More working parents are holding out for jobs that offer remote flexibility, but the hunt is exhausting. Former art Caitlin Tolchin says she's struggled finding jobs that allow her to work from home to care for her daughter. Caitlin Tolchin Many parents trying to return to the workforce have new demands for what their future job entails. More want to find remote work, like single mom Cari Gerber who cares for her son attending virtual elementary school. Others, like dad of two Michael Kidd, are choosing to go back to school over starting another minimum-wage job. See more stories on Insider's business page. Caitlin Tolchin always imagined when she found out she was pregnant, she and her husband would find a clever way to craft a baby announcement. After all, she was an art director and creativity was her strong suit. But in April 2020, within days of her positive home pregnancy test, Tolchin found herself sobbing on the floor of her New York City apartment. She just learned she'd been laid off from her job as art director at Douglas Elliman Real Estate."The timing couldn't have been worse. It really packed a punch. Here I was pregnant and now out of a job while the world was coming crashing down," the 38-year-old told Insider.When COVID hit, Tolchin's department began working remotely. Within a few weeks, a mass email went out saying that business had taken a hit and staff reductions were imminent. "Moments later, I got an email from HR that I'd been laid off and was shut out of my corporate email. After three years, that was it. No furlough, no two weeks notice, just like that, done," said Tolchin, adding that her furloughed supervisor did call to check in on her, but the damage was already done.Tolchin says job recruiters told her no one would hire someone who'd need maternity leave that winter, so she put her job search on hold. But even after having her baby, she couldn't find a job. Now her daughter is 10 months old, and Tolchin says the job market for creatives still doesn't look promising. Caitlin Tolchin and her daughter. Caitlin Tolchin "I've heard companies are outsourcing work to third-world countries and paying a fraction of the cost," Tolchin said. "I've sent out somewhere in the neighborhood of 200 to 300 resumes and only received about 5 calls, all for in-person work which I'm no longer interested in."In the meantime, she says she plans to enroll in an online art class to build up her skill set. It hasn't been easy, though, because like 7.5 million other Americans, she also lost federal unemployment benefits in September. Tolchin isn't alone in the desire for remote work flexibility, and a willingness to hold out for a job that's the right fit. A recent Insider survey showed 41% of women saying remote flexibility would attract them most in a job offer or incentivize them to expand their job search. More professionals are considering switching careersA recent Pew Research Center report revealed 66% of the unemployed people surveyed "seriously considered changing fields or occupations since they've been unemployed. Forty-one year old divorced mom Cari Gelber says she toyed with the idea after being furloughed from her job in April 2020 at a New York-based video production company. She took the leap - twice. Cari Gelber and her son. Cari Gelber "With my son home all day attending elementary school remotely, I looked for work I could do from home," Gelber told Insider.Gelber soon found a remote, commission-based sales position through a former boss, but stayed on the hunt for something more stable. Several months later, she applied for a full-time remote position at Club Feast, a subscription-based restaurant delivery service. Thanks to her previous hospitality experience, she got the job and now works in the company's restaurant partnerships department.Despite reopenings, not all hourly workers want to return to hospitalityMichael Kidd, a 29-year-old married father of two, was fired from his hourly food service position at Elon Musk's Texas-based company SpaceX in April 2021. "When COVID hit, it was like the world was collapsing and there I was whipping up potatoes and gourmet meals in the employee cafeteria," Kidd told Insider. "I was working 55 to 70 hours a week and then coming home to help my pregnant wife put our 1-year-old son to bed." Michael Kidd with his youngest son. Michael Kidd Kidd says he was emotionally and physically drained, and it became a struggle to get out of bed each morning. "I have ADHD and my work started to suffer," he said. "When I arrived at work late a few too many times, they fired me. They were right to do it, but it still stung," Kidd said. In May, just one month after losing his job, Kidd's wife gave birth to their second son. Instead of looking for another in-person job, Kidd decided to look from work home toa help out more with the new baby. "I started doing freelance content writing and went back to school to earn my Associates degree," said Kidd, who as an army veteran was also able to take advantage of the GI Bill for education costs as well as to assist with rent. In July, Kidd contracted COVID-19 and was bedridden for a week. In August, Kidd's wife took a job as an assistant at a local dance studio to bring in extra money. Around the same time, the family's food stamps came to a stop after a caseworker requested paperwork Kidd was unable to provide. Now he says he has to refile in order to reopen his case. "We're trying to keep up, but it's been touch and go at times financially. The stimulus checks bailed us out for a while, but it hasn't been easy," he said. Like Kidd, unemployed parents across America are bracing themselves for another season of the pandemic, and hanging on by a thread. "Just making the time to search for a job while caring for your family is a job unto itself. They say it takes a village, but because of COVID there is no village," Tolchin told Insider. "We're all on our own right now just trying to do our best."Read the original article on Business Insider.....»»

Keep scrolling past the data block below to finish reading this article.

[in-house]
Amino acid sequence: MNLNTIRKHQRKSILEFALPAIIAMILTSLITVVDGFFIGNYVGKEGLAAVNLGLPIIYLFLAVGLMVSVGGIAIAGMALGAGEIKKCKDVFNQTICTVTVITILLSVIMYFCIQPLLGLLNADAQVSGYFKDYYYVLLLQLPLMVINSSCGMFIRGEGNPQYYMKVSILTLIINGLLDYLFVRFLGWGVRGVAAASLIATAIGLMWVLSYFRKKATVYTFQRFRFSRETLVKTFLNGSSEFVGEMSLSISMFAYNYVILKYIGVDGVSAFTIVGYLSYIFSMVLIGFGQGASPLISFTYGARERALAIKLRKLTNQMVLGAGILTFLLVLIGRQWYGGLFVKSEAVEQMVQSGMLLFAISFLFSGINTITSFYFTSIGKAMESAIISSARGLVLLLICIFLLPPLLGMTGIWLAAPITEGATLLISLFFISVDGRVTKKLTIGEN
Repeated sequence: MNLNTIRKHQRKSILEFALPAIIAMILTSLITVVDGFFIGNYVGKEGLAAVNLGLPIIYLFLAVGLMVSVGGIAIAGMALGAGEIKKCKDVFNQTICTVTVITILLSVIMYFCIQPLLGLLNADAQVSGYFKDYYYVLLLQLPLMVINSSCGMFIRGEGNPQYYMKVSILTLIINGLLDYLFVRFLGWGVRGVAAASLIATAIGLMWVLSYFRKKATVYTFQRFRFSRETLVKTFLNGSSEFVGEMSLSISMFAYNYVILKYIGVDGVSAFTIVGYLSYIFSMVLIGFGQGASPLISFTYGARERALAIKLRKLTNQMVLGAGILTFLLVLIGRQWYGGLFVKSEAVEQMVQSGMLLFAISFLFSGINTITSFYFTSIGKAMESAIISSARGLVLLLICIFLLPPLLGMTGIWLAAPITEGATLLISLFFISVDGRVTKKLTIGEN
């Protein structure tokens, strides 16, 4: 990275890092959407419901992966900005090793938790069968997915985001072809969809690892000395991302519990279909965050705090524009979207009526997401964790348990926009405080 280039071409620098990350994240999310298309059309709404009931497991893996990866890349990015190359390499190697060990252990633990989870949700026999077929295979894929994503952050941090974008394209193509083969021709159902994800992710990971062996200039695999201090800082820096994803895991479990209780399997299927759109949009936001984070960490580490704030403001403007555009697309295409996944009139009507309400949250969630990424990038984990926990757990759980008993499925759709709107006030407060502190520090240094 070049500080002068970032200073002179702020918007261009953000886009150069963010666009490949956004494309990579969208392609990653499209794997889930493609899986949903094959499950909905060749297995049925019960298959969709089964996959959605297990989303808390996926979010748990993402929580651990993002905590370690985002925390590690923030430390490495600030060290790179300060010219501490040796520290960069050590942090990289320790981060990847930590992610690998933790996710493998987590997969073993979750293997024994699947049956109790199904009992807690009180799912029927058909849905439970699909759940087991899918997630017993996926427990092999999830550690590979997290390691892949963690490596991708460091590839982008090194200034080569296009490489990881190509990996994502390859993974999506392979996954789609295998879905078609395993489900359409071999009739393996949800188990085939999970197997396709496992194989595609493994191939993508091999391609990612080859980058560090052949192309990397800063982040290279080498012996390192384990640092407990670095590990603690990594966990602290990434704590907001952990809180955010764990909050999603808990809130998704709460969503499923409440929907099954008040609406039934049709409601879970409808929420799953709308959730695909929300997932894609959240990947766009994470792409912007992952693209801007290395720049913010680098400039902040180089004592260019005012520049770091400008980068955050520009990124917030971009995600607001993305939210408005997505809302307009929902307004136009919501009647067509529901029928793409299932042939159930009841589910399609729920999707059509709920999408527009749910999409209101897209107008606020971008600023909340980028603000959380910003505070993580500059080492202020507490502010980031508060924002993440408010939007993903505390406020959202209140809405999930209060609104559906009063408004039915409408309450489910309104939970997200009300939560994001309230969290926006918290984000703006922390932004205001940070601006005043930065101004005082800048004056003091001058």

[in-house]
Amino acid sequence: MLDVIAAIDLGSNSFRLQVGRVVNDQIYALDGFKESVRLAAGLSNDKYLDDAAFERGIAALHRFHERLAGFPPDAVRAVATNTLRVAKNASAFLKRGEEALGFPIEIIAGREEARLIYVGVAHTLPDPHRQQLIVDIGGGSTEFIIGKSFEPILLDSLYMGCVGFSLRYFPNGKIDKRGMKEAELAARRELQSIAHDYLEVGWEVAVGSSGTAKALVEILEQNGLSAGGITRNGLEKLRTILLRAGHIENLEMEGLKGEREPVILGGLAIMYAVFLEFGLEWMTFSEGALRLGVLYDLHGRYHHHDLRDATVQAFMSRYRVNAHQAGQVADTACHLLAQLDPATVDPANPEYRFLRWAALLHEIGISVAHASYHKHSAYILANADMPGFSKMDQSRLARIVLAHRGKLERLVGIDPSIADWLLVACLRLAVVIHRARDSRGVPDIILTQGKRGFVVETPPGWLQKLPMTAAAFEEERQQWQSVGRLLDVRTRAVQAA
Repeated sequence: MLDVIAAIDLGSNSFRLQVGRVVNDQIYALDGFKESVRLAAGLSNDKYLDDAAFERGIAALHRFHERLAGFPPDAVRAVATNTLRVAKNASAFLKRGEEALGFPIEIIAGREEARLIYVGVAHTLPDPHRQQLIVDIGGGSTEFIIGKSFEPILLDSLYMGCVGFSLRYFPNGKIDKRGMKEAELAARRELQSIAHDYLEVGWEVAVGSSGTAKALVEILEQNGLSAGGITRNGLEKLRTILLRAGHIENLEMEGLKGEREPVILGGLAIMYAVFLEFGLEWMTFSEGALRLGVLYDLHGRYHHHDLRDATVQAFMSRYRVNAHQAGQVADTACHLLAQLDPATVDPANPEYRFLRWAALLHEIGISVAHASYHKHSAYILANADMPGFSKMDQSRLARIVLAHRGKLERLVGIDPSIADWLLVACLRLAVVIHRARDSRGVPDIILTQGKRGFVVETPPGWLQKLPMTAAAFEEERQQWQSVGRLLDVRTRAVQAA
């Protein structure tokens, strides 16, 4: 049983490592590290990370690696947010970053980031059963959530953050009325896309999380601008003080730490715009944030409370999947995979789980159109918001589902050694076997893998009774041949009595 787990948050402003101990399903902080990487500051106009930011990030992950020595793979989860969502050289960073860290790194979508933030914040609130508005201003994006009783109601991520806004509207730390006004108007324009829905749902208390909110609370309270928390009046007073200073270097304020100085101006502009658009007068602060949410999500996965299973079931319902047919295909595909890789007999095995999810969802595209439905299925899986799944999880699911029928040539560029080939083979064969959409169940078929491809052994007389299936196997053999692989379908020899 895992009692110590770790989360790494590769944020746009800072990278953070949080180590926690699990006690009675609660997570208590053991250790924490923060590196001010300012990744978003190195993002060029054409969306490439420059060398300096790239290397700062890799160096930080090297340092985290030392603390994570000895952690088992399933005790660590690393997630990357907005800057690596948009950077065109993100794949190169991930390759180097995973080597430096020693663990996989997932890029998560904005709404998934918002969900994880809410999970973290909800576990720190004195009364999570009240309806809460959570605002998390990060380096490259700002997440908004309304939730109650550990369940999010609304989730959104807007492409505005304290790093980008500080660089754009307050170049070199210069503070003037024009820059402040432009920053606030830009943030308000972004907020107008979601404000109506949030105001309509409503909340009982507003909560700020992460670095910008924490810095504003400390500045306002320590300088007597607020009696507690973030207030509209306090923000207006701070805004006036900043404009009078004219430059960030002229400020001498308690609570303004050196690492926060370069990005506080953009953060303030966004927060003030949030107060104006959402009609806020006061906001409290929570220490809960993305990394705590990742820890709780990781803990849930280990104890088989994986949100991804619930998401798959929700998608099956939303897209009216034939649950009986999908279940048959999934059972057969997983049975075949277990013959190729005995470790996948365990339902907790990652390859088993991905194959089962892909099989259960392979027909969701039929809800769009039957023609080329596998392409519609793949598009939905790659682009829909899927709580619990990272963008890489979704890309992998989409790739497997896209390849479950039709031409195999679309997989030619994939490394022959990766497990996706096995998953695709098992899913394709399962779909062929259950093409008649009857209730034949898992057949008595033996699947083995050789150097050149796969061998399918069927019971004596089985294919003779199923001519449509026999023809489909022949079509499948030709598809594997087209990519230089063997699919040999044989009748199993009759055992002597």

Category: topSource: businessinsiderSep 24th, 2021